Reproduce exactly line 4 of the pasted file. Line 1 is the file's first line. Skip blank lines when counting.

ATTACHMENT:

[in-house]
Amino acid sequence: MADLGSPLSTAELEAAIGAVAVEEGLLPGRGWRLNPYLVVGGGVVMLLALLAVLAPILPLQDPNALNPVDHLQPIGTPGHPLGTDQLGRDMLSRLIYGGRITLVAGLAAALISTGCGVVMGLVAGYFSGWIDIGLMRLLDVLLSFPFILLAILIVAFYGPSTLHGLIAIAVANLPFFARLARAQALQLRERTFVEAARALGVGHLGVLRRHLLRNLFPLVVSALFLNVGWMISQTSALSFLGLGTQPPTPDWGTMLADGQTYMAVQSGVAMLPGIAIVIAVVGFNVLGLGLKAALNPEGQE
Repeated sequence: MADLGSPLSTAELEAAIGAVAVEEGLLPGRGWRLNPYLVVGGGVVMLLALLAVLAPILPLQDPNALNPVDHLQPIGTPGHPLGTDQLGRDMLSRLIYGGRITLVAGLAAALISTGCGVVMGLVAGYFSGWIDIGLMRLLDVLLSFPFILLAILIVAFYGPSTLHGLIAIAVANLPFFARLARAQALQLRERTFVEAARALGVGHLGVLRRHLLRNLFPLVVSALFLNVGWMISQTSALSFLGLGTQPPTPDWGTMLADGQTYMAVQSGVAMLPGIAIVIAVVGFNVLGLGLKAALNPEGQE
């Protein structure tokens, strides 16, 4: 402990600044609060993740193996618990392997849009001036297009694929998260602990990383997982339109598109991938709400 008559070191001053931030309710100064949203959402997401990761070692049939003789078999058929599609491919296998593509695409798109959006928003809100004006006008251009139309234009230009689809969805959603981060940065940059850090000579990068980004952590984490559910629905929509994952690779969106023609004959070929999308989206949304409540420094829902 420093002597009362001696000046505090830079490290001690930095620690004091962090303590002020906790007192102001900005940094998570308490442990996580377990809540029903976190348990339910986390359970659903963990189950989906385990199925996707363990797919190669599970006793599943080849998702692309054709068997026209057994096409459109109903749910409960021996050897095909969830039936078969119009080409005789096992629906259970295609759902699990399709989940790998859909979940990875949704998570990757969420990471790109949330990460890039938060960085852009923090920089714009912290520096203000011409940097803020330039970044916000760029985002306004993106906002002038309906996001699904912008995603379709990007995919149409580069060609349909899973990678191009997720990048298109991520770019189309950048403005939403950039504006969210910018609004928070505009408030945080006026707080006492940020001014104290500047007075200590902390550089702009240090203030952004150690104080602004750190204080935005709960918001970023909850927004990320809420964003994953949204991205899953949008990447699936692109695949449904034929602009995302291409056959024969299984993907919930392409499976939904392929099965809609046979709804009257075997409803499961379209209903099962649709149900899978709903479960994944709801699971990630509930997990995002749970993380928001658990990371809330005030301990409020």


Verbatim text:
């Protein structure tokens, strides 16, 4: 402990600044609060993740193996618990392997849009001036297009694929998260602990990383997982339109598109991938709400 008559070191001053931030309710100064949203959402997401990761070692049939003789078999058929599609491919296998593509695409798109959006928003809100004006006008251009139309234009230009689809969805959603981060940065940059850090000579990068980004952590984490559910629905929509994952690779969106023609004959070929999308989206949304409540420094829902 420093002597009362001696000046505090830079490290001690930095620690004091962090303590002020906790007192102001900005940094998570308490442990996580377990809540029903976190348990339910986390359970659903963990189950989906385990199925996707363990797919190669599970006793599943080849998702692309054709068997026209057994096409459109109903749910409960021996050897095909969830039936078969119009080409005789096992629906259970295609759902699990399709989940790998859909979940990875949704998570990757969420990471790109949330990460890039938060960085852009923090920089714009912290520096203000011409940097803020330039970044916000760029985002306004993106906002002038309906996001699904912008995603379709990007995919149409580069060609349909899973990678191009997720990048298109991520770019189309950048403005939403950039504006969210910018609004928070505009408030945080006026707080006492940020001014104290500047007075200590902390550089702009240090203030952004150690104080602004750190204080935005709960918001970023909850927004990320809420964003994953949204991205899953949008990447699936692109695949449904034929602009995302291409056959024969299984993907919930392409499976939904392929099965809609046979709804009257075997409803499961379209209903099962649709149900899978709903479960994944709801699971990630509930997990995002749970993380928001658990990371809330005030301990409020």